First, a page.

We'd intended this post to go up before the response from Davydd Greenwood. Here's the From the Editor's Desk related to AR and Higher Education from Hilary:
"I have been pondering the apparent lack of engagement of action researchers in creating space inside academia for action research. It seems we do action research in spite of academic culture and don't much question this. Is this resignation or an intelligent re-focus of energies? The question is on my mind because in my own field of organization behavior, the academy of management gives an annual award around this time of year to the best action research paper. The award is given through the Organization Development and Change division. Being in a position to help decide who receives the award, it is noticeable how little competition there is. That is not to say that the quality is low, but that it is safe to suspect that action researchers in management don’t send their papers to the Academy of Management! At least not any more. In fact I don’t! My own most recent publication is in Leadership Quarterly, hardly a bastion of action research – though all my work informs and is informed by an action research experience (I promise!). If I look at my own motivations I see that I bifurcate my attention – academic publication is a way to “get stuff out there.” I have been socialized (programmed) to think that’s important. Maybe it is. My more energy-focused action research endeavors (keynotes, presentations, graduate education, writing for specials issues etc) is a way to be in conversation with my real colleagues, those actually working with practitioners in ways that make change. Nothing is more lovely than hearing from someone in a far flung part of the universe that ideas developed by me and colleagues have been picked up because they are useful. To make a difference is a longing of the human heart. Is getting published a longing of the human ego? I don’t know. To tell the truth, I no longer believe that academic publications are useful to anyone except the ones publishing them. So do I not also play my part in this quiet resignation that has settled over academics in the face of efficiency maximizing universities and ranking chasing pressure in the mainstream? Action research is misunderstood and ignored, except by those for whom it matters. And it matters to me that it matters to them. As I have written about in my essay "What is good action research," action research attracts relatively more 'multidimensional' people who seem less driven to perform to external measures. (My real theory is that action researchers have more interesting lives than their quietist colleagues and find their approbation away from traditional accountings -- better sex lives keep us busy too no doubt ;). But doesn't our widespread resignation also reflect the distance between the significant role that universities could play (they are still respected, despite the price gouging) and the self interestedly low horizons they have come to serve.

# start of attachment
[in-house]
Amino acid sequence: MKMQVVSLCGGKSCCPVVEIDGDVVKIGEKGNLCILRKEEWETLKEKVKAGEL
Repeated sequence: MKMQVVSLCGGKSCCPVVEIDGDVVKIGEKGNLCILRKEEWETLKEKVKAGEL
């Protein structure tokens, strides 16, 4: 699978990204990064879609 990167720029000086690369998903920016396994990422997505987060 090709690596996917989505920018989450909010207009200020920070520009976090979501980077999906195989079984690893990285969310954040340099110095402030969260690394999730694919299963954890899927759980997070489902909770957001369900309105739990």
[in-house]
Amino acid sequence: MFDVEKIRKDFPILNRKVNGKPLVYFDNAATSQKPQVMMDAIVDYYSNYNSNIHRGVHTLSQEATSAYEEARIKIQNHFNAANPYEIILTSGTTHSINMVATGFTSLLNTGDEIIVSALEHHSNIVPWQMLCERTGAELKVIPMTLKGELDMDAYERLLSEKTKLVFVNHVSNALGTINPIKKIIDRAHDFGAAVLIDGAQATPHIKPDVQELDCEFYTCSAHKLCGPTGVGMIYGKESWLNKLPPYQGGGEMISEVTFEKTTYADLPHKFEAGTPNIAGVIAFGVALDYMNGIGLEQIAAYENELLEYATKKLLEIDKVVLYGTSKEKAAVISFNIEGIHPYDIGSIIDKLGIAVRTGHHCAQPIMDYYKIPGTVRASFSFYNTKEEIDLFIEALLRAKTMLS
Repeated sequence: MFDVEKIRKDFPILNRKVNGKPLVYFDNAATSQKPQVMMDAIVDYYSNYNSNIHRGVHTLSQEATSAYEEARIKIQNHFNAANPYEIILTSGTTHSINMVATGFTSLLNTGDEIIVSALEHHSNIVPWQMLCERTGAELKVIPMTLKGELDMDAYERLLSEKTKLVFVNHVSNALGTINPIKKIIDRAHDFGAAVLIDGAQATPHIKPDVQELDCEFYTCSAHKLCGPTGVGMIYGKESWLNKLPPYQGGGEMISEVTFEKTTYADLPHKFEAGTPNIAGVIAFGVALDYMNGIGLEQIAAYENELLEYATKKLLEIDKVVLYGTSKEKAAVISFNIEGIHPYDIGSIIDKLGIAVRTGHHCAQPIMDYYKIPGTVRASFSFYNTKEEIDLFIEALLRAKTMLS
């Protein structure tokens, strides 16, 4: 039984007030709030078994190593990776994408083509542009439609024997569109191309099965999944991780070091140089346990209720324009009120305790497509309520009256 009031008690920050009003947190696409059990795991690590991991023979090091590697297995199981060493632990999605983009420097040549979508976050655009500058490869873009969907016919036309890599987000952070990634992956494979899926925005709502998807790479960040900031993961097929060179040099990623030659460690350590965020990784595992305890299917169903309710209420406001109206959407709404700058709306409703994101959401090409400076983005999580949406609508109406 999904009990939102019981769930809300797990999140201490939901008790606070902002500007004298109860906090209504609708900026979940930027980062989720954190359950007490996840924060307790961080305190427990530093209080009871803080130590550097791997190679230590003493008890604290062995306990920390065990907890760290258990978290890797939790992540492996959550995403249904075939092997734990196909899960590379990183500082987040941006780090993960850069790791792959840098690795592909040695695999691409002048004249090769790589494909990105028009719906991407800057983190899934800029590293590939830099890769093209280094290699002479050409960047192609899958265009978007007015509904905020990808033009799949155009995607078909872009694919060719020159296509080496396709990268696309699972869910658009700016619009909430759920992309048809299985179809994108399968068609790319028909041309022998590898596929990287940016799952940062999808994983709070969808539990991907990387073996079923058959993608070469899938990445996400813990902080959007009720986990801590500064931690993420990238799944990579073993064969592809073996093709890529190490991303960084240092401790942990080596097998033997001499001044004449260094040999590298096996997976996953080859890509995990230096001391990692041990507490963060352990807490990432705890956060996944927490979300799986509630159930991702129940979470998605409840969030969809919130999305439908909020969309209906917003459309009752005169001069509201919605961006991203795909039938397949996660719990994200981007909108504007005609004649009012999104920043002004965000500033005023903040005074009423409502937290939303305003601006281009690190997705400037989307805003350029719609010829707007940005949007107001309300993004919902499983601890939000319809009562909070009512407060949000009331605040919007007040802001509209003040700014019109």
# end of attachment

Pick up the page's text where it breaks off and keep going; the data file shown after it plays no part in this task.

As editor I notice how many fewer responses to a call for papers on ‘developing contribution through action research dissertations’ there were when compared with those that came in to a call for healthcare related papers or the use of arts or theory building. The latter topic – theory building, suggests that it’s not that AR’ers aren’t interested in scholarship per se (not that I ever doubted it myself!). When discussing this observation with a colleague he responded, based on many years of experience, that too many action researchers are happier taking potshots at higher education than in doing any serious analysis. Many practitioners self-define as marginal to higher education or opponents of the “patriarchal”, “exploitative” institutional systems. We agreed that this may sound good – academia is a bit of a money making hussle (!), but simply stating so doesn’t change anything for the better. We are, after all, action researchers, isn’t more is expected of us? And is there really a point in claiming superiority over academic colleagues while leaving the academy untouched. The result is self-perpetuated marginality combined with a self-satisfied attitude.
So how to respond to this dilemma? Who is the community for even thinking about this with? Perhaps I am posing an unresolvable question, one unresolved in my heart. I see my CBPR colleagues at medical school perfectly happy to do their important work, ditto so many colleagues in education where AR is the norm, and ditto the sprawling NGO world where AR is alive and brilliant. If our readership of ARJ show so interest in “AR in higher education,” per se, then is publishing on the subject in our journal tantamount to burying the work? Given the reality of moribund social sciences (compared with the excitement and resources that flow to the harder sciences) should we just give up even imagining higher education as potentially emancipatory? This allows us save our energy to do what we can, using it simply as a conduit to where “real life” is lived, mainly outside academia. Rilke says to hold the unresolved questions in our hearts. But I invite your comments.